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Polyps in the uterus and cervix – what are they and how to treat them

Polyps are clusters of cells that form in different parts of our body. In this article from the School of Women's Health Encyclopedia, we will look at endometrial and cervical polyps, which are found only in the woman's body.

What are polyps?

Polyps in the female reproductive system appear in the uterus or on the cervix. These are localized tissue growths of the endometrium or of the cervix. You may have one polyp, for example, on your cervix, or you may have many at the same time on your cervix and on your uterus. Their size also varies: from several millimeters to several centimeters.

These things may attach to the uterine or cervix wall by a large base (sessile) or a thin stalk (pedunculated). Most often, they occur in women after the age of twenty, who have given birth to more than one child. Polyps are almost never diagnosed to girls before the beginning of menstruation.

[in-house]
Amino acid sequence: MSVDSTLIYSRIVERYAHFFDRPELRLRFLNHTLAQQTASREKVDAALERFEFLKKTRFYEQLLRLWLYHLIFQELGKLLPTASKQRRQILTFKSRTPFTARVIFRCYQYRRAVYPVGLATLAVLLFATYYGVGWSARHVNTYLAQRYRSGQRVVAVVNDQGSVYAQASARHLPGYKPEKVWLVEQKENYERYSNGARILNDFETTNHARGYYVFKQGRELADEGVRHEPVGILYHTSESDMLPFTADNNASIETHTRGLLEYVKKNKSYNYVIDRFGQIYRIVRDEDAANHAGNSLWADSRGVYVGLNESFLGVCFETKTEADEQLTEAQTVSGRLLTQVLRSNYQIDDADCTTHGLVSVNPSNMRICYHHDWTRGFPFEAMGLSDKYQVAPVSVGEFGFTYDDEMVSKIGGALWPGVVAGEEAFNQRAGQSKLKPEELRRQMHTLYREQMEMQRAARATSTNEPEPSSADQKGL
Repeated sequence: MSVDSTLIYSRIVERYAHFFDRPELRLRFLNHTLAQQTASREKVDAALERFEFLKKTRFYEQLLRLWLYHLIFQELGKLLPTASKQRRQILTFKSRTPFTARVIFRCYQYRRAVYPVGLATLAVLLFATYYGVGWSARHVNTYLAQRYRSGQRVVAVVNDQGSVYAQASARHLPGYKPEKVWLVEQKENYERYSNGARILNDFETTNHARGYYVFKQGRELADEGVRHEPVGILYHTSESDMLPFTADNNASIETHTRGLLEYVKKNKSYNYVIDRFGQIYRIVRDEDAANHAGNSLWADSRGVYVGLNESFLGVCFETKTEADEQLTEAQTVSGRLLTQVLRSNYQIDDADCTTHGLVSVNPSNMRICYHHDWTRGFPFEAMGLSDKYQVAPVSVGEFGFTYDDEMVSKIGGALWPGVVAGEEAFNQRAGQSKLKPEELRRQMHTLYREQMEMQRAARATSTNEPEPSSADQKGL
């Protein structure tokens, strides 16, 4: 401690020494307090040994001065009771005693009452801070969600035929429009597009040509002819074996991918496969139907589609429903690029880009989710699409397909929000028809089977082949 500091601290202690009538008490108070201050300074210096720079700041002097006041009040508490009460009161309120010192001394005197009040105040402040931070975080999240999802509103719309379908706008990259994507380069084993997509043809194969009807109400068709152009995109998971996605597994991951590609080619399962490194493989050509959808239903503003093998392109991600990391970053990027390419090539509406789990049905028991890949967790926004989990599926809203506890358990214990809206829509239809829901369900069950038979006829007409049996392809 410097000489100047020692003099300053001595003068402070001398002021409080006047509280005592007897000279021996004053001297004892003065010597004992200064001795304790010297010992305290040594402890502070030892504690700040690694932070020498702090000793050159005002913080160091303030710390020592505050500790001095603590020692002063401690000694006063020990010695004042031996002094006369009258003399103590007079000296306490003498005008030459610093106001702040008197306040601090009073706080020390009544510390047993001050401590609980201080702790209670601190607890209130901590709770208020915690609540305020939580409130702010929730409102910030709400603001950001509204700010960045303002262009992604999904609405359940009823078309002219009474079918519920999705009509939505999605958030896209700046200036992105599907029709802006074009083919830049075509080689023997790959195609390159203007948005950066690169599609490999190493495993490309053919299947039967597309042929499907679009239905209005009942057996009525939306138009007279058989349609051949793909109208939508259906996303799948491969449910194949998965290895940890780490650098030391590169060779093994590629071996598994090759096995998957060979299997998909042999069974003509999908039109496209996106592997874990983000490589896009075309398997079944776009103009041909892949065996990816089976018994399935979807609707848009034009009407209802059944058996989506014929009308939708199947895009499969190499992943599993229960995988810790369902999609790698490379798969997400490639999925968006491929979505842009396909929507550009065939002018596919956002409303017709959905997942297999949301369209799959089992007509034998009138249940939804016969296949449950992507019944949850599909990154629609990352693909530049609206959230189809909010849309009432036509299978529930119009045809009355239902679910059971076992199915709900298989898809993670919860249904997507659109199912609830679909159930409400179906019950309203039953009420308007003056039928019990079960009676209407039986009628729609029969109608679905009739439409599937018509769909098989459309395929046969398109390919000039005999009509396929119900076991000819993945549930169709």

The majority – 99% of them – are benign (noncancerous). However, they can affect the course of your menstruation or make it difficult to become pregnant.

Polyp detection during hysteroscopy

Causes 

The same as endometriosis, science does not yet know the exact answer to the question of why polyps appear. It is believed that this may be due to an increased concentration of estrogen receptors and a decreased concentration of progesterone hormone receptors. In addition, the age of 40-50 years is a risk factor: during this period, these pathology is detected most often, which also coincides with hormonal changes at this time.

Causes of cervical polyps

Other causes may include:

  • Chronic inflammation of the cervix, vagina, or uterus, including sexually transmitted infections (STIs), such as herpes and human papillomavirus (HPV)
  • Chronic inflammation of the endometrium
  • Clogged blood vessels near the cervix
  • Pregnancy miscarriage
  • Abortion
  • Pregnancy
поліпи polyps